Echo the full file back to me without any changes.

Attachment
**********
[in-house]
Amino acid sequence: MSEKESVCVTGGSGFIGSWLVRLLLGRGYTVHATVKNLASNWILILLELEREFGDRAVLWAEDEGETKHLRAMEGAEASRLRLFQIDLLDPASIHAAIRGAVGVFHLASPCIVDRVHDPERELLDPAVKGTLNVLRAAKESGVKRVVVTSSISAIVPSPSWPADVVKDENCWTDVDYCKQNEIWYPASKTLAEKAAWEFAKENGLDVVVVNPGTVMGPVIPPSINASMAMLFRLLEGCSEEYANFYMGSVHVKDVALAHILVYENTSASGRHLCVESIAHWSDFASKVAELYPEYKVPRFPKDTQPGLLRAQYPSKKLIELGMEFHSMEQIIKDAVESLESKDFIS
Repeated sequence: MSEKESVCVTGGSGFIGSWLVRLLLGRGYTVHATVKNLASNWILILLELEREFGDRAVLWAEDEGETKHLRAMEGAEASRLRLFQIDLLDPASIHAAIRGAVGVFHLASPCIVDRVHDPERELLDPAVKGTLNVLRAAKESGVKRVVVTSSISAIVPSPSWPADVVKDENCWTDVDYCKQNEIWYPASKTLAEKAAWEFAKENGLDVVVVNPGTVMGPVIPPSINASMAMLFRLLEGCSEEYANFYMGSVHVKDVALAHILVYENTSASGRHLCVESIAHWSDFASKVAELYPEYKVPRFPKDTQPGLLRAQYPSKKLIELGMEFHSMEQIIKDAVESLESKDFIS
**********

[in-house]
Amino acid sequence: MSEKESVCVTGGSGFIGSWLVRLLLGRGYTVHATVKNLASNWILILLELEREFGDRAVLWAEDEGETKHLRAMEGAEASRLRLFQIDLLDPASIHAAIRGAVGVFHLASPCIVDRVHDPERELLDPAVKGTLNVLRAAKESGVKRVVVTSSISAIVPSPSWPADVVKDENCWTDVDYCKQNEIWYPASKTLAEKAAWEFAKENGLDVVVVNPGTVMGPVIPPSINASMAMLFRLLEGCSEEYANFYMGSVHVKDVALAHILVYENTSASGRHLCVESIAHWSDFASKVAELYPEYKVPRFPKDTQPGLLRAQYPSKKLIELGMEFHSMEQIIKDAVESLESKDFIS
Repeated sequence: MSEKESVCVTGGSGFIGSWLVRLLLGRGYTVHATVKNLASNWILILLELEREFGDRAVLWAEDEGETKHLRAMEGAEASRLRLFQIDLLDPASIHAAIRGAVGVFHLASPCIVDRVHDPERELLDPAVKGTLNVLRAAKESGVKRVVVTSSISAIVPSPSWPADVVKDENCWTDVDYCKQNEIWYPASKTLAEKAAWEFAKENGLDVVVVNPGTVMGPVIPPSINASMAMLFRLLEGCSEEYANFYMGSVHVKDVALAHILVYENTSASGRHLCVESIAHWSDFASKVAELYPEYKVPRFPKDTQPGLLRAQYPSKKLIELGMEFHSMEQIIKDAVESLESKDFIS